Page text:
The only well-known recruit from “civil society” was the popular environmental activist, Nicolas Hulot, who was given the post of Minister of Environment, but who abruptly resigned in a radio announcement last August, citing frustration.
Macron’s strongest supporter from the political class was Gérard Collomb, Socialist Mayor of Lyons, who was given the top cabinet post of Minister of Interior, in charge of national police. But shortly after Hulot left, Collomb said he was leaving too, to go back to Lyons. Macron entreated him to stay on, but on October 3, Collomb went ahead and resigned, with a stunning statement referring to “immense problems” facing his successor. In the “difficult neighborhoods” in the suburbs of major cities, he said, the situation is “very much degraded : it’s the law of the jungle that rules, drug dealers and radical Islamists have taken the place of the Republic.” Such suburbs need to be “reconquered”.
After such a job description, Macron was at a loss to recruit a new Interior Minister. He groped around and came up with a crony he had chosen to head his party, ex-Socialist Christophe Castaner. With a degree in criminology, Castaner’s main experience qualifying him to head the national police is his close connection, back in his youth in the 1970s, with a Marseilles Mafioso, apparently due to his penchant for playing poker and drinking whiskey in illegal dens.
Saturday, November 17, demonstrators were peaceful, but resented the heavy teargas attacks. Saturday November 25, things got a big rougher, and on Saturday December 1st, all hell broke loose. With no leaders and no service d’ordre (militants assigned to protect the demonstrators from attacks, provocations and infiltration), it was inevitable that casseurs (smashers) got into the act and started smashing things, looting shops and setting fires to trash cans, cars and even buildings. Not only in Paris, but all over France: from Marseilles to Brest, from Toulouse to Strasbourg. In the remote town of Puy en Velay, known for its chapel perched on a rock and its traditional lace-making, the Prefecture (national government authority) was set on fire. Tourist arrivals are cancelled and fancy restaurants are empty and department stores fear for their Christmas windows. The economic damages are enormous.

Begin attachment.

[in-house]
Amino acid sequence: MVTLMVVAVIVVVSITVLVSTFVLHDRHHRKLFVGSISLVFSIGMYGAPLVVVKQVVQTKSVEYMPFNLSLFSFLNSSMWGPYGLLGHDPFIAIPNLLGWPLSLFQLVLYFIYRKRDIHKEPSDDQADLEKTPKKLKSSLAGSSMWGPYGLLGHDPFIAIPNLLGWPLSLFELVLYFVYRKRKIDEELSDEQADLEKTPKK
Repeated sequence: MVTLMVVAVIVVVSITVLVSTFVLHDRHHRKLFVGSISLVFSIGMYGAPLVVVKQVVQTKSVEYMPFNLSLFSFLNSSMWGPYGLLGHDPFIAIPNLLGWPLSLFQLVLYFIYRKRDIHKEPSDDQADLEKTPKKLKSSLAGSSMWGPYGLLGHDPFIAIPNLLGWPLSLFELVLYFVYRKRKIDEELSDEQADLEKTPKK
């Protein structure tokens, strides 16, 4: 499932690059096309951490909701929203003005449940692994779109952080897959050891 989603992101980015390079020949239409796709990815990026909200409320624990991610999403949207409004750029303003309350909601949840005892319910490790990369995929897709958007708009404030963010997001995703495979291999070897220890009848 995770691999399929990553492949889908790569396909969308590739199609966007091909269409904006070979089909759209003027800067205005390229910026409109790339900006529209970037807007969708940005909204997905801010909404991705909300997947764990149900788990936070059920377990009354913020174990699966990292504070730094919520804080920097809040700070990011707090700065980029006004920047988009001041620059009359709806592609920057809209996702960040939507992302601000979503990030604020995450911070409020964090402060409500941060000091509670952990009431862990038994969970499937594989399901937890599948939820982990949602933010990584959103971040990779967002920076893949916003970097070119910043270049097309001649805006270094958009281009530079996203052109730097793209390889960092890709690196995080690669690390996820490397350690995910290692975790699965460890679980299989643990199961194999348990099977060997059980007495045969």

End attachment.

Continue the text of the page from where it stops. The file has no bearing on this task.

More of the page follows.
And yet, support for the Yellow Vests remains high, probably because people are able to distinguish between those grieved citizens and the vandals who love to wreak destruction for its own sake.
On Monday, there were suddenly fresh riots in the troubled suburbs that Collomb warned about as he retreated to Lyons. This was a new front for the national police, whose representatives let it be known that all this was getting to be much too much for them to cope with. Announcing a state of emergency is not likely to solve anything.
Macron is a bubble that has burst. The legitimacy of his authority is very much in question. Yet he was elected in 2017 for a five year term, and his party holds a large majority in parliament that makes his destitution almost impossible.
So what next? Despite having been sidelined by Macron’s electoral victory in 2017, politicians of all hews are trying to recuperate the movement – but discreetly, because the Gilets Jaunes have made clear their distrust of all politicians. This is not a movement that seeks to take power. It simply seeks redress of its grievances. The government should have listened in the first place, accepted discussions and compromise. This gets more difficult as time goes on, but nothing is impossible.
For some two or three hundred years, people one could call “left” hoped that popular movements would lead to changes for the better. Today, many leftists seem terrified of popular movements for change, convinced “populism” must lead to “fascism”. This attitude is one of many factors indicating that the changes ahead will not be led by the left as it exists today. Those who fear change will not be there to help make it happen. But change is inevitable and it need not be for the worse.